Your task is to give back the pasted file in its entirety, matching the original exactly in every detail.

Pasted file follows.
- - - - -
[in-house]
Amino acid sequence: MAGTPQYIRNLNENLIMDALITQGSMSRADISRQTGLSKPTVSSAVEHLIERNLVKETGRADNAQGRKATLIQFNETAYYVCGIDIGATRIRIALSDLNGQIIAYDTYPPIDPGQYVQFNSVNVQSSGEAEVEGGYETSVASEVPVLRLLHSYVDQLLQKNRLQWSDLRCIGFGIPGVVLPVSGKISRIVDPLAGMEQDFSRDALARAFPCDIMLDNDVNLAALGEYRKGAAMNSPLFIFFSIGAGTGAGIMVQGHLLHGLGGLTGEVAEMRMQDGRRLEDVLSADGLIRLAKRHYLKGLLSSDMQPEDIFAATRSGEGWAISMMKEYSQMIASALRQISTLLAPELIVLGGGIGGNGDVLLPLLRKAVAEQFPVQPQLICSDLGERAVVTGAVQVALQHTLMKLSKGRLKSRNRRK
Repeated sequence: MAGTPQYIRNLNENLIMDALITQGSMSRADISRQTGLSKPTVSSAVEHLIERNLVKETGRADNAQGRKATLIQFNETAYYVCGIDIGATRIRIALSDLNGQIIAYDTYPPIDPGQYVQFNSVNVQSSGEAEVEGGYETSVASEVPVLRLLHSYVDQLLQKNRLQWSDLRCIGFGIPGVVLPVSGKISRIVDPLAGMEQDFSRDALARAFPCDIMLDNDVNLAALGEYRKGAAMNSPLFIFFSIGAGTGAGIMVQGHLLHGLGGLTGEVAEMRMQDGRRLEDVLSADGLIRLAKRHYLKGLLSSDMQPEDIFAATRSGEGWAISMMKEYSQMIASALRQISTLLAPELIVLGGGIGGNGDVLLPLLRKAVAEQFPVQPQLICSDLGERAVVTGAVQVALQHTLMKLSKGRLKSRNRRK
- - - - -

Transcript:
[in-house]
Amino acid sequence: MAGTPQYIRNLNENLIMDALITQGSMSRADISRQTGLSKPTVSSAVEHLIERNLVKETGRADNAQGRKATLIQFNETAYYVCGIDIGATRIRIALSDLNGQIIAYDTYPPIDPGQYVQFNSVNVQSSGEAEVEGGYETSVASEVPVLRLLHSYVDQLLQKNRLQWSDLRCIGFGIPGVVLPVSGKISRIVDPLAGMEQDFSRDALARAFPCDIMLDNDVNLAALGEYRKGAAMNSPLFIFFSIGAGTGAGIMVQGHLLHGLGGLTGEVAEMRMQDGRRLEDVLSADGLIRLAKRHYLKGLLSSDMQPEDIFAATRSGEGWAISMMKEYSQMIASALRQISTLLAPELIVLGGGIGGNGDVLLPLLRKAVAEQFPVQPQLICSDLGERAVVTGAVQVALQHTLMKLSKGRLKSRNRRK
Repeated sequence: MAGTPQYIRNLNENLIMDALITQGSMSRADISRQTGLSKPTVSSAVEHLIERNLVKETGRADNAQGRKATLIQFNETAYYVCGIDIGATRIRIALSDLNGQIIAYDTYPPIDPGQYVQFNSVNVQSSGEAEVEGGYETSVASEVPVLRLLHSYVDQLLQKNRLQWSDLRCIGFGIPGVVLPVSGKISRIVDPLAGMEQDFSRDALARAFPCDIMLDNDVNLAALGEYRKGAAMNSPLFIFFSIGAGTGAGIMVQGHLLHGLGGLTGEVAEMRMQDGRRLEDVLSADGLIRLAKRHYLKGLLSSDMQPEDIFAATRSGEGWAISMMKEYSQMIASALRQISTLLAPELIVLGGGIGGNGDVLLPLLRKAVAEQFPVQPQLICSDLGERAVVTGAVQVALQHTLMKLSKGRLKSRNRRK